A World Bank study has singled out Uganda and Seychelles as the two countries with the most efficient power utilities in sub-Saharan Africa.
The 2017 study, which surveyed 39 sub-Saharan countries, compared cash collected from bills sent out with the total costs of supply--broken down into operational and capital expenditures--per kilowatt hour (kWh) billed.
"The findings show that only Seychelles and Uganda fully covered both operational and capital expenditures," said the report, noting that it did not take into account system expansion.
Poor performance of utility firms has an impact on the power output, which could mean the country could be receiving less power than the installed capacity in place, ultimately leading to rationing.
Inefficient utilities are said to suffer from transmission and distribution losses, bill collection losses, and overstaffing. These prevent power distributors from delivering reliable electricity to existing customers, let alone expand supply to new consumers.
Power distributor Umeme says it has reduced technical and distribution losses to 19 per cent from the highs of 35 per cent around 2008. It targets to reach 14 per cent by the end of 2018.
The study titled Making Power Affordable for Africa and Viable for Its Utilities, will be presented at the utilities CEO forum at the coming African Utility Week in Cape Town from May 16 to 18.
"Less than half of utilities cover operating expenditures while several countries lose in excess of $0.25 per kWh sold. In this context, it will be difficult for utilities to maintain existing assets, let alone facilitate the expansion needed to reach universal access goals," said World Bank's director of energy and extractive global practice Lucio Monari in a statement.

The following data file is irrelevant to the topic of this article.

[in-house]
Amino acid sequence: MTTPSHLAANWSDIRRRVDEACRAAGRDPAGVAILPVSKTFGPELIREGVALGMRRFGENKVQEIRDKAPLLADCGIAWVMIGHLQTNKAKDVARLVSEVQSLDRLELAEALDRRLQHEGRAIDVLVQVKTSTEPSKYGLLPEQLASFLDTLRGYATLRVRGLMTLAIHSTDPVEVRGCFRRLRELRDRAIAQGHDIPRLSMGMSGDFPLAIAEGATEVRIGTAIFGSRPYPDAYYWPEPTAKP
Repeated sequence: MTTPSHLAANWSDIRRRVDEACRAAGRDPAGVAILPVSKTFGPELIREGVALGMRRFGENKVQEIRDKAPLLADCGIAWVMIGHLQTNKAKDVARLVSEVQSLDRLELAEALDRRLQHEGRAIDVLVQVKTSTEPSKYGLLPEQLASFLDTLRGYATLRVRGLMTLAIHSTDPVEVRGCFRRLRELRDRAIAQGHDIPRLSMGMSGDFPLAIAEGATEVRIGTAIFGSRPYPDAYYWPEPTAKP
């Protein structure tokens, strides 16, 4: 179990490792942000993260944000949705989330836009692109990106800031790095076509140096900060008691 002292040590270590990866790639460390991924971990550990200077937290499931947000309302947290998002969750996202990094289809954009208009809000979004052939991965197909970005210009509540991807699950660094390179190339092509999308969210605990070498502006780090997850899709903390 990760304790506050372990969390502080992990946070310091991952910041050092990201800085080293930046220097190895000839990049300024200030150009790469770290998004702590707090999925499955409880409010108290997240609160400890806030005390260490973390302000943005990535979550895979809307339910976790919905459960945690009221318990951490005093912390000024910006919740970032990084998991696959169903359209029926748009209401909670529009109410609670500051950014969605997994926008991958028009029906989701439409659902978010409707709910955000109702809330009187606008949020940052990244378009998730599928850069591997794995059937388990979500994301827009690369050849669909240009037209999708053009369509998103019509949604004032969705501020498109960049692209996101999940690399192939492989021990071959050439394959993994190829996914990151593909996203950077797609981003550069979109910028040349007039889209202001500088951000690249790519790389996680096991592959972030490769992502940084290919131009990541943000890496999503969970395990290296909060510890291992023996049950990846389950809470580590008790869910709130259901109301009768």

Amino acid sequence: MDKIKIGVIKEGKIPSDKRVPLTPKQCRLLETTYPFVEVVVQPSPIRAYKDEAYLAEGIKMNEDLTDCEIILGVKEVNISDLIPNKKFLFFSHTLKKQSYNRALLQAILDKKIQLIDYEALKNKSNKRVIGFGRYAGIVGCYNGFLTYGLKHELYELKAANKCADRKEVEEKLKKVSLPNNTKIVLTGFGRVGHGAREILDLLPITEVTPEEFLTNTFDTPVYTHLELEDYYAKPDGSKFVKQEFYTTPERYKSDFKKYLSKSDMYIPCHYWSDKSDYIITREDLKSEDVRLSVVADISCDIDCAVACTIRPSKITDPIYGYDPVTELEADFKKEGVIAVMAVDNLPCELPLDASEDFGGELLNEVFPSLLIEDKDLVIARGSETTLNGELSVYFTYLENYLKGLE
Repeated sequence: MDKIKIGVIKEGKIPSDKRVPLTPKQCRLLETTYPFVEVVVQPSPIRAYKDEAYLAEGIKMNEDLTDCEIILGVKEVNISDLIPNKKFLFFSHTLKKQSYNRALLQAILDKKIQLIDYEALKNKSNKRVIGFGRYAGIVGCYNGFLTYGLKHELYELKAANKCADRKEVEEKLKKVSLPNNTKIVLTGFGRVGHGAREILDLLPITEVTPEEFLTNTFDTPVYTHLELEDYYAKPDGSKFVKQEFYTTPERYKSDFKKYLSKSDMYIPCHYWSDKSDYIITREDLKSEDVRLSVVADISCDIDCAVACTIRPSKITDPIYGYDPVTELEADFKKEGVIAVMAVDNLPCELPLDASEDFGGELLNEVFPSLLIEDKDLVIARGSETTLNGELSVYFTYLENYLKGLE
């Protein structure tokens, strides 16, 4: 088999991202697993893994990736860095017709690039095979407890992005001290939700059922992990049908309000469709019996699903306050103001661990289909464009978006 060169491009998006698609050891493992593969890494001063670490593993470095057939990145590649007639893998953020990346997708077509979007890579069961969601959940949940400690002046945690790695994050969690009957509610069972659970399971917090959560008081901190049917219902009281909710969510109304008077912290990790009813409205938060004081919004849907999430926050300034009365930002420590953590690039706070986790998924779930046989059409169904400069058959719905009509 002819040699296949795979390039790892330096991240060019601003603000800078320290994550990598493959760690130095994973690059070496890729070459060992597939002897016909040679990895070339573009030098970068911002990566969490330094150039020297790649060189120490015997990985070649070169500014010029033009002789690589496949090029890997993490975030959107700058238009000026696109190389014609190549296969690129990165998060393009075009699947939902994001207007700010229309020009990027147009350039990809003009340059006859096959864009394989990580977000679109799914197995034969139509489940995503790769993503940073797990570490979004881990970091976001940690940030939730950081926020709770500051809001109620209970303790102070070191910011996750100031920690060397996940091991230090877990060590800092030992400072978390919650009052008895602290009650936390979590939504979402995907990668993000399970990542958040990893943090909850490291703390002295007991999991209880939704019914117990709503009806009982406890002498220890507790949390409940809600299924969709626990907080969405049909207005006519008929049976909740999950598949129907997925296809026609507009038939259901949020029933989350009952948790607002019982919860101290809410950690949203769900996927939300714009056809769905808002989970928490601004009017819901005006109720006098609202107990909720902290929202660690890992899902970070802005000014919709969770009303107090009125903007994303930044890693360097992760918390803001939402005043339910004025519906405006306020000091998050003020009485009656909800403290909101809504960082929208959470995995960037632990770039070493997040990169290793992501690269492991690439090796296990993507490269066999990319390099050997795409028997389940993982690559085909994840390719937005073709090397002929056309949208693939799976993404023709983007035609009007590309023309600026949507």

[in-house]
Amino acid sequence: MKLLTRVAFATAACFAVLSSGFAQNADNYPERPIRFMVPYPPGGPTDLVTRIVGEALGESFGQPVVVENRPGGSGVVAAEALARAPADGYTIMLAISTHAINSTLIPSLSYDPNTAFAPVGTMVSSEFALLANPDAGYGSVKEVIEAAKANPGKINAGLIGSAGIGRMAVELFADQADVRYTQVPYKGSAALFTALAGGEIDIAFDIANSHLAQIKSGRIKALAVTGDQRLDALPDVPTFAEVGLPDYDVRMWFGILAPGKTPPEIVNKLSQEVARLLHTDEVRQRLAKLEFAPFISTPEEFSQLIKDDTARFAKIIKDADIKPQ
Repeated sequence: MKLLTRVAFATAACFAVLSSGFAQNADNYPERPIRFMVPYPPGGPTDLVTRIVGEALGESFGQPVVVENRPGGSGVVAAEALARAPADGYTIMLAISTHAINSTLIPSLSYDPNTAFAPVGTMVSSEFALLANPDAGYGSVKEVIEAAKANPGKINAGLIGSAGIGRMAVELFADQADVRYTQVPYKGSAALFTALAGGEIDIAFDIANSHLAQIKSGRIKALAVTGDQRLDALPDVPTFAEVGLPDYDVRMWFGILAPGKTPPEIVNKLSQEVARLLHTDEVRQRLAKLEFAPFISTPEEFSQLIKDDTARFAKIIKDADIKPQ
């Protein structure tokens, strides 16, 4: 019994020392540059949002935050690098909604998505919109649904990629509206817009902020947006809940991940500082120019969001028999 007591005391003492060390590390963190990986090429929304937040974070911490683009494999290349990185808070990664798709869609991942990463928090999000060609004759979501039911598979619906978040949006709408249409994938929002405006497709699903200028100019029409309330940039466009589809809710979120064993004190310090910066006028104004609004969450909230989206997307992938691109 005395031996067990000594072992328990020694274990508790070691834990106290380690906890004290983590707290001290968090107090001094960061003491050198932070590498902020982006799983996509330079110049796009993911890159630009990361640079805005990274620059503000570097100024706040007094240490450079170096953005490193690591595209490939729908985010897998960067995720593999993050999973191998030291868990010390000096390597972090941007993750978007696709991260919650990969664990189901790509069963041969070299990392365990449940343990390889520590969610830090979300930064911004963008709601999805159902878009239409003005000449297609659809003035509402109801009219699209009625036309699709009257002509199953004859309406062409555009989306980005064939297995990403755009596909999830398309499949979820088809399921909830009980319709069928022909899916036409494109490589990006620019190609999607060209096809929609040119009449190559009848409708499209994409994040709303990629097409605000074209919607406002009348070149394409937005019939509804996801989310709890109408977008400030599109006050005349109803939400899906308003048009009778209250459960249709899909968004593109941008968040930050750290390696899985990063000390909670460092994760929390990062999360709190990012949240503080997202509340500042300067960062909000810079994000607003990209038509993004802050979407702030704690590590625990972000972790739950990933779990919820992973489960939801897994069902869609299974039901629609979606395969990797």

The report also found that Uganda was one of those that did not suffer from underpricing. "They have the fiscal space to charge better-off, large-consumption customers more and cross-subsidize needy households."
Researchers found that in most countries, unmetered consumption is concentrated in large consumers such as factories and others who are able to pay cost-reflective tariffs.
By Uganda targeting better-off, large-volume consumers, significant loss reduction is possible with little loss of welfare. Also, pre-paid metering has been key in ensuring that Umeme is able to reduce on the number of defaulters.
"Households on prepaid plans do not risk disconnection for failure to pay and avoid reconnection fees, which can be considerable in some countries," the report noted, warning, however, that "prepaid meters should not be made mandatory if grid electricity is unreliable, lest customers pay cash in advance for electricity they cannot get when they need it."
At least 15 per cent of the population in Uganda is connected to the grid and five per cent on off grid sources, according to the 2014 census. The World Bank also lauded Uganda's initiative to attract smaller independent power projects (IPPs) investments, "including the innovative competitive bids for small hydropower, biomass, and solar projects solicited under the global energy transfer feed-in tariff (GETFiT) program".
This was developed jointly by the Electricity Regulatory Authority (ERA) and the Kreditanstalt für Wiederaufbau (KfW, German Development Bank).
"After South Africa, Uganda has the largest number of IPPs in sub-Saharan Africa and the only other competitively bid grid-connected solar photovoltaic (PV) program," the report said.
The biggest challenge for Uganda remains the high power tariff, which many poor households are unable to pay. With an estimated annual increase in demand of 10 to 12 per cent through 2020, and higher beyond, Uganda needs to embark on proactive planning for additional generation capacity, the World Bank advised.
Karuma and Isimba dams' coming online by 2020 will curtail the shortage crisis that might have come due to increased demand.